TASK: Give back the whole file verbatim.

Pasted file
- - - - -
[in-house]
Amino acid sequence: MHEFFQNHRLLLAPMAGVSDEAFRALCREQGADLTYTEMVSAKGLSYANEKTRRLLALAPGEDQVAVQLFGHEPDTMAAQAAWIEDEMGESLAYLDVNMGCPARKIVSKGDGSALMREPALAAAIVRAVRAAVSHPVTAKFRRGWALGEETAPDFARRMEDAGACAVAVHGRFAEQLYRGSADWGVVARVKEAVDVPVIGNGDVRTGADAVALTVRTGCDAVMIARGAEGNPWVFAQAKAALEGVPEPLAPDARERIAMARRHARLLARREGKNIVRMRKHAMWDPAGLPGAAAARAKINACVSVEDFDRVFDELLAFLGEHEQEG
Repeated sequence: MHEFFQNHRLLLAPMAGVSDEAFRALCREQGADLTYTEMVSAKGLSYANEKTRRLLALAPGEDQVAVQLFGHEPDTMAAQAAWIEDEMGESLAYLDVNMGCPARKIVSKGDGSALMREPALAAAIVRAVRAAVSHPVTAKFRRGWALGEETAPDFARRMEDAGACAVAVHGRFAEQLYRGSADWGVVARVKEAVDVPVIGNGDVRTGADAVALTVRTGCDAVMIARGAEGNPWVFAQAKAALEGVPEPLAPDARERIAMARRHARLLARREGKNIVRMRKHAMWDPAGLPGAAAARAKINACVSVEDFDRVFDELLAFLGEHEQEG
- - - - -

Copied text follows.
[in-house]
Amino acid sequence: MHEFFQNHRLLLAPMAGVSDEAFRALCREQGADLTYTEMVSAKGLSYANEKTRRLLALAPGEDQVAVQLFGHEPDTMAAQAAWIEDEMGESLAYLDVNMGCPARKIVSKGDGSALMREPALAAAIVRAVRAAVSHPVTAKFRRGWALGEETAPDFARRMEDAGACAVAVHGRFAEQLYRGSADWGVVARVKEAVDVPVIGNGDVRTGADAVALTVRTGCDAVMIARGAEGNPWVFAQAKAALEGVPEPLAPDARERIAMARRHARLLARREGKNIVRMRKHAMWDPAGLPGAAAARAKINACVSVEDFDRVFDELLAFLGEHEQEG
Repeated sequence: MHEFFQNHRLLLAPMAGVSDEAFRALCREQGADLTYTEMVSAKGLSYANEKTRRLLALAPGEDQVAVQLFGHEPDTMAAQAAWIEDEMGESLAYLDVNMGCPARKIVSKGDGSALMREPALAAAIVRAVRAAVSHPVTAKFRRGWALGEETAPDFARRMEDAGACAVAVHGRFAEQLYRGSADWGVVARVKEAVDVPVIGNGDVRTGADAVALTVRTGCDAVMIARGAEGNPWVFAQAKAALEGVPEPLAPDARERIAMARRHARLLARREGKNIVRMRKHAMWDPAGLPGAAAARAKINACVSVEDFDRVFDELLAFLGEHEQEG